Biophotonics: Telecomm and Fiber-Optics Meet the Medical World
This CNSV-organized event is co-sponsored by the Santa Clara Valley Engineering in Medicine and Biology Society (EMBS) chapter.
The introduction of the laser as a therapeutic surgical tool in the 1960s has had a profound effect on certain fields of medicine, particularly for eye surgery (ophthalmology) and minimally invasive surgical disciplines such as the use of a laser to break up, e.g., kidney stones (lithotripsy). In addition, the use of fiber-optics to view and operate on internal organs (laparoscopy and endoscopy) has revolutionized many surgical areas.
However, the implementation of real-time precision diagnostic and surgical guidance has just recently started to blossom as many of the advances in electronics, computing and optical telecommunications of the last two decades make their way into the biophotonics field. Several factors have come together to make this happen, including: (1) the ability to use fiber-optics with outer diameters as small as 50 microns as conduits for information, (2) the extremely high intrinsic bandwidths and signal-to-noise of optical systems, (3) the insensitivity of fiber-optics to ambient electromagnetic perturbations, and (4) the possibility of using the spectral and coherence properties of laser light to simultaneously yield both functional (molecular level) and structural (tissue organization) information.
In this talk, John Black will present a tour of how optical techniques available today allow a surgical tool to sense both temperature and force in real time, and how the optical analog of ultrasound is being used to equip surgical instruments with the ability to allow the physician to image the tissue they are interacting with, and to thereby make a treatment decision in real time, with 10-micron precision, all with minimal mechanical and cost impact on the surgical tool.
About the speaker, John Black, PhD of Triermain, LLC
John Black has over 20 years of experience in the medical, scientific / research and industrial segments of the photonics industry. He currently consults in laser design and development, optical coherence tomography (OCT), medical device design and development, image-guided surgery and optical remote sensing, and has founded a company to develop point-of-care diagnostic imaging endoscopy for the detection of the most lethal form of ovarian cancer.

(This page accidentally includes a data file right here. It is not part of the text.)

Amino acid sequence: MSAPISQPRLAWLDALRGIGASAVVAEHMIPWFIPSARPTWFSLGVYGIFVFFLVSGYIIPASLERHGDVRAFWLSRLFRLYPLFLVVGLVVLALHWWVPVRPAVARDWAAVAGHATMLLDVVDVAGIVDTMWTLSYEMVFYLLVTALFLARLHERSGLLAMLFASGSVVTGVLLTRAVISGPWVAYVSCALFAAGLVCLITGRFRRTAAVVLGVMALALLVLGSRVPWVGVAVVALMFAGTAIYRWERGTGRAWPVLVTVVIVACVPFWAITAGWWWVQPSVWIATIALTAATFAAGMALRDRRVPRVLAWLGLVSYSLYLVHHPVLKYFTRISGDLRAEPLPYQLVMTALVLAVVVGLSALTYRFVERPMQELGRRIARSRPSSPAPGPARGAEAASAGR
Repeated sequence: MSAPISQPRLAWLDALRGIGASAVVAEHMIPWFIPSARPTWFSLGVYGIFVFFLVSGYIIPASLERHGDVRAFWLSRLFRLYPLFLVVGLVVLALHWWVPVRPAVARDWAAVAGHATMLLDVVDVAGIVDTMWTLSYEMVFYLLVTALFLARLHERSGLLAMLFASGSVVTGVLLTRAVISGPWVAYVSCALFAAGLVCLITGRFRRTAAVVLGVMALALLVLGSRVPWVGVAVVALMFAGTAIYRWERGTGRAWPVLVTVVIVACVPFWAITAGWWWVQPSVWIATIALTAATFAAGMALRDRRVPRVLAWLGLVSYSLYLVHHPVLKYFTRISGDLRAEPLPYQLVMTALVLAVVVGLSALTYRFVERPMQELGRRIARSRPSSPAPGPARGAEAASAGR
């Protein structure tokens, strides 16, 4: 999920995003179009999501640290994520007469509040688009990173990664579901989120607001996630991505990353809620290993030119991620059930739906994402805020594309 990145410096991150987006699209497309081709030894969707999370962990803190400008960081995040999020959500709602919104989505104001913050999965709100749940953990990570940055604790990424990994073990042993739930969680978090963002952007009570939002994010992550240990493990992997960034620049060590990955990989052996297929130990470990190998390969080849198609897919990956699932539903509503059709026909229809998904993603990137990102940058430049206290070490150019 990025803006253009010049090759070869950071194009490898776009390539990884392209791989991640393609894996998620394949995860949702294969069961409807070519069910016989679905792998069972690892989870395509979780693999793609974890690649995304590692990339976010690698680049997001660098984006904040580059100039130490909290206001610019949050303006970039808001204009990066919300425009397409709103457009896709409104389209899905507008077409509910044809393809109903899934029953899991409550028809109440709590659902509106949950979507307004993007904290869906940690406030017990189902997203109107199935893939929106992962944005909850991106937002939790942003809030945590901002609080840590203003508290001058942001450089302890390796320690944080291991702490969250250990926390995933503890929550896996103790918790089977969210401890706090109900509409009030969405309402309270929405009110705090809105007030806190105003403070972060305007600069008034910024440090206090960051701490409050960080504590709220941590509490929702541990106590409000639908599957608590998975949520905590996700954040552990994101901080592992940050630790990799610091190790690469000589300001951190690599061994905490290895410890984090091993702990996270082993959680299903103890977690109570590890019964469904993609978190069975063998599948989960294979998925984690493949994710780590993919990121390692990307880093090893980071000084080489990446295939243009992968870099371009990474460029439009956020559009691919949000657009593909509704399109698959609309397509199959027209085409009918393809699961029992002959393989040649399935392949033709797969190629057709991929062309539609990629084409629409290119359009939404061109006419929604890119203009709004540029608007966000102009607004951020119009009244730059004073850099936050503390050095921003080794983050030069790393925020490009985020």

At FoxHollow Technologies in 2006, he led the optical engineering team in the successful development of Nighthawk™, the first-in-man intravascular image-guided plaque excision catheter. This was the first real-time optical coherence tomography (OCT)-guided intravascular surgical procedure performed in humans, and one of the earliest OCT-guided human surgical procedures of any kind.
After FoxHollow, he led the imaging team at Avinger in the development of OCT-guided catheters for the treatment of chronic total occlusions, a severe end-stage form of peripheral / coronary artery disease that can lead to amputations and bypass surgery.
At Coherent Medical, he managed the Laser / Tissue Engineering group and spearheaded development of flagship surgical, ophthalmic and dermatologic applications of lasers – pioneering a new treatment of cutaneous vascular lesions.
He then joined Lightwave Electronics (which became JDSU, Inc., and is now Lumentum), working initially on advanced fiber lasers for RGB projection systems in consumer electronics and subsequently on the design of the Xcyte™ mode-locked ultraviolet laser for flow cytometry.
John has a B.Sc. in Chemistry with First Class Honors, and a PhD in Physical Chemistry from the Univ. of Nottingham. He received an SERC/NATO Research Fellowship to do post-doctoral research in photochemistry at Stanford Univ., and was a post-doctoral research fellow at Columbia Univ. developing new lasers for molecular spectroscopy and reaction dynamics. John has eleven issued patents and more pending applications in the fields of laser development, biophotonics, optical diagnostics and medical devices. He is an IEEE Senior Member, IEEE-CNSV member, past chair of the Santa Clara Valley Engineering in Medicine and Biology Society (EMBS) chapter, guest lecturer at the Univ. of Arizona BME department, and a member of OSA, APS, SPIE and Sigma Xi.
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